Published on June 27, 2014
Edward Welshman reflects on the short life of 22-month-old Shirley Stella Wight, one of three people whose headstones barely still stand in an abandoned cemetery in Mount Moriah.
Star photo by Gary Kean
Published on June 27, 2014
Site of old graveyard in Mount Moriah
Google Earth image
They’ve been there since long before he was even born and Edward Welshman is worried the people buried in an abandoned Mout Moriah cemetery will be competely forgotten if something isn’t done.
Welshman grew up living with his grandparents and uncle on Serpentine Road in Mount Moriah. He now lives in Corner Brook, but owns the Mount Moriah homestead after his uncle died last year.
The large piece of land surrounds a small plot where only the most meagre evidence of it ever being a graveyard still exists.
One headstone with rusted wire fencing around it — indicating where 22-month-old Shirley Stella Wight was buried upon her death Aug. 16, 1924 — is out in the open now that some of the brush has been cleared away. A short walk into the thick alders reveals another tall, thin headstone. This is where 10-year-old Sarah Ellen Stone was laid to rest there after her death April 22, 1916. Another short jaunt through the bushes leads to a third fenced-in headstone struggling to stay erect. This one belongs to Seth Ellsworth, who died May 27, 1915 at the age of 27.
It quickly becomes obvious there are likely many more people buried at this site, but where they are and who they are is impossible to tell at the moment. If their grave markers are still there, they must be hidden below the vegetation that has taken over the grounds.
For years, Welshman has felt an obligation to try to maintain the site. He has cut down trees and brush on his property leading to the graveyard and is in the process of trying to make another access linking more directly to Serpentine Road.
“To have trees growing up on top of dead people, and little kids especially, with nobody taking care of them is a total sin,” said Welshman.
According to Welshman, there is at least one person buried somewhere outside the perimeter of the graveyard. He recalled his grandmother telling him that, when she was a young girl, a little boy had to be buried outside the cemetery because all of the burial plots within it had been filled.
“There’s more than three people here,” said Welshman. “The place is full and it’s not a small graveyard either.”
The cemetery is the property of the Salvation Army, which has not had an operating corps in Mount Moriah for the past five or six years.
Welshman would like the chuch or the Town of Mount Moriah to step up and help do the job he has been tackling on his own for several years. He said he has shown the site to former Salvation Army majors posted to the area before, but nothing seemed to have ever come of their visits.
He has also approached the town, but has not had any indication from the municipality about it getting involved.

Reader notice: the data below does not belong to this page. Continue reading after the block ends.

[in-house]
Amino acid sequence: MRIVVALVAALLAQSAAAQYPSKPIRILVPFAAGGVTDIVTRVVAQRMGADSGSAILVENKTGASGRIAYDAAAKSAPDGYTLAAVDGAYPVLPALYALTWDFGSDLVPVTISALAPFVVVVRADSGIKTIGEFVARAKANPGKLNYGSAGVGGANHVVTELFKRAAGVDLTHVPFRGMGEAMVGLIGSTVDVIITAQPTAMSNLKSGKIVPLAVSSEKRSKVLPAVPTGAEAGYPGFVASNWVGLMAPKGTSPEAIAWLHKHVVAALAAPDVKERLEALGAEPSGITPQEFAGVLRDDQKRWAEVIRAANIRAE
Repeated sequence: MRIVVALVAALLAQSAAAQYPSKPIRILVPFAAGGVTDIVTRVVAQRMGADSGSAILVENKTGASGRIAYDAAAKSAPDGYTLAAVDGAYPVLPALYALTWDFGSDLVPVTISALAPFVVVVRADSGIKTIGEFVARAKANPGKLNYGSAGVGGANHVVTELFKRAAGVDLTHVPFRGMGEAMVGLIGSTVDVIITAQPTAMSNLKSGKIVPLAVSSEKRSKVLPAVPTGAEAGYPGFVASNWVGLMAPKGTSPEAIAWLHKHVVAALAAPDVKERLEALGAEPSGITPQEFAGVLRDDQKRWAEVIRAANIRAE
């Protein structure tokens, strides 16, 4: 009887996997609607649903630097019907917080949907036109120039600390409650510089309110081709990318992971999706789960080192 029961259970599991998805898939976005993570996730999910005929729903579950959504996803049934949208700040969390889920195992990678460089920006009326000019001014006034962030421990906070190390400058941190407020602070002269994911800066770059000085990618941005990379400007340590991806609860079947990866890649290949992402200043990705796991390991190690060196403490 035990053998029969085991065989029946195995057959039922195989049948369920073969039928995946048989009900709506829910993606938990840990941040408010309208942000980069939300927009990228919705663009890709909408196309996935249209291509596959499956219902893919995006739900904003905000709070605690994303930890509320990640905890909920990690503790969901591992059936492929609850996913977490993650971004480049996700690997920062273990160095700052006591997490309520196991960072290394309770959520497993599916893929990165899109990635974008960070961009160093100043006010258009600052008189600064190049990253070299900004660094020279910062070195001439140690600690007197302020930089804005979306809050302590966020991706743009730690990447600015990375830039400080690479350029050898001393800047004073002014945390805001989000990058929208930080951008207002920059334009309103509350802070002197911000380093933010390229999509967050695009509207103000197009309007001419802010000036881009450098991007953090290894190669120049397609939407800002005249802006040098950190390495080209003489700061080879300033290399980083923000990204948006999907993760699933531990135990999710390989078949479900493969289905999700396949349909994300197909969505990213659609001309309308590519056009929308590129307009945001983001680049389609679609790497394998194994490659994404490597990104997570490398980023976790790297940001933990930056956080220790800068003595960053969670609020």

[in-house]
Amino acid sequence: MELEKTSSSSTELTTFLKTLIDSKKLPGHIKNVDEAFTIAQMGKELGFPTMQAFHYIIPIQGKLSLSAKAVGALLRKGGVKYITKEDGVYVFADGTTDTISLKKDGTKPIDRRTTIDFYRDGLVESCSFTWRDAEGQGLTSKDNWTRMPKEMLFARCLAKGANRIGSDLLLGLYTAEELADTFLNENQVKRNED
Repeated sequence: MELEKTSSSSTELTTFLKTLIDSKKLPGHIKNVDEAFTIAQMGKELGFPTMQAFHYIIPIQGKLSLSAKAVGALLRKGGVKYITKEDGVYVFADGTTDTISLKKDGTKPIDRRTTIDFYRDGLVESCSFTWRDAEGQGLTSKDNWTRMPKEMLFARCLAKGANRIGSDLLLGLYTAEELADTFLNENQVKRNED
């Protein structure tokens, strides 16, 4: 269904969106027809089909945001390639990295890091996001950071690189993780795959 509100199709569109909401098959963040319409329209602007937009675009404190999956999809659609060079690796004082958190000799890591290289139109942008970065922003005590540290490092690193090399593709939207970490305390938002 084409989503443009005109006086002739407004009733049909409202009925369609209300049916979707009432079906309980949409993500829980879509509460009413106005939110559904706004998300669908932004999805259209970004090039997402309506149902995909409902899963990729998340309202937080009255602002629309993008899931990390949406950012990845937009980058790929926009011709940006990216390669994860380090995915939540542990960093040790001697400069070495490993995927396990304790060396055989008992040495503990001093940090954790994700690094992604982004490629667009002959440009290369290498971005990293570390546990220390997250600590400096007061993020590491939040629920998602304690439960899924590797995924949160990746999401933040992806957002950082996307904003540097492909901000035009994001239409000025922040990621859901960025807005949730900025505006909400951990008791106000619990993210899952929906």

“I’ve told friends the story and have brought them up to the graveyard and it has brought tears to their eyes to think of these little children being forgotten,” said Welshman. “It’s the most beautiful spot and there is something here that people are missing out on. It’s Newfoundland heritage and Mount Moriah’s history.”
No one from the Salvation Army Temple in Corner Brook was available for an official interview this past week, but secretary Linda Rideout indicated families usually take on the responsibilities for maintaining graves of relatives. She guesses there’s simply no one left to do that for the people buried off Serpentine Road.
Like the state of many of the graves now, Rideout said the paper trail of the burial records from nearly a century ago may not be easy to find.
Welshman said there were two older women who used to travel to the site from the mainland to maintain at least one of the graves on the site, but he has not seen them around in a decade or more. He figures they have either died or are just no longer able to make the journey back.
Mount Moriah Mayor Joe Brake said the previous council, of which he was a member, was aware of the cemetery and the need for it to be cleaned up, but admitted not much has been done about it. He said the new council elected last fall has already discussed the issue and is committed to seeing work done on the site this summer.
He commended Welshman for the job he has done on it so far and promised help will be coming, whether it’s from the Salvation Army or from the town itself.
“Myself and three other councillors were up there last week,” said Park. “We’re on board to do something with this if the Salvation Army is not going to do anything.”
Park said the town has grants to provide summer employment for a couple for students and, along with the town’s maintenance employee, they could be tasked with helping unveil the mysteries of the abandoned cemetery.
“By the end of the summer or the fall, we hope to have that cleaned up either by us or by the Salvation Army, and have it in somewhat of a good state of repair,” said Park. “It is a part of our history and disrespectful to the people buried there not to do something about this.”
Welshman and Brake would also like for anyone who has any information about the history of the site, particularly who else is buried there, to come forward. The information could all help to one day help provide an interpretation to this buried part of the town’s past.
“I wouldn’t want my kids to be there like that years down the road with nobody taking care of them,” said Welshman. “Somebody must know something about this graveyard in my backyard.”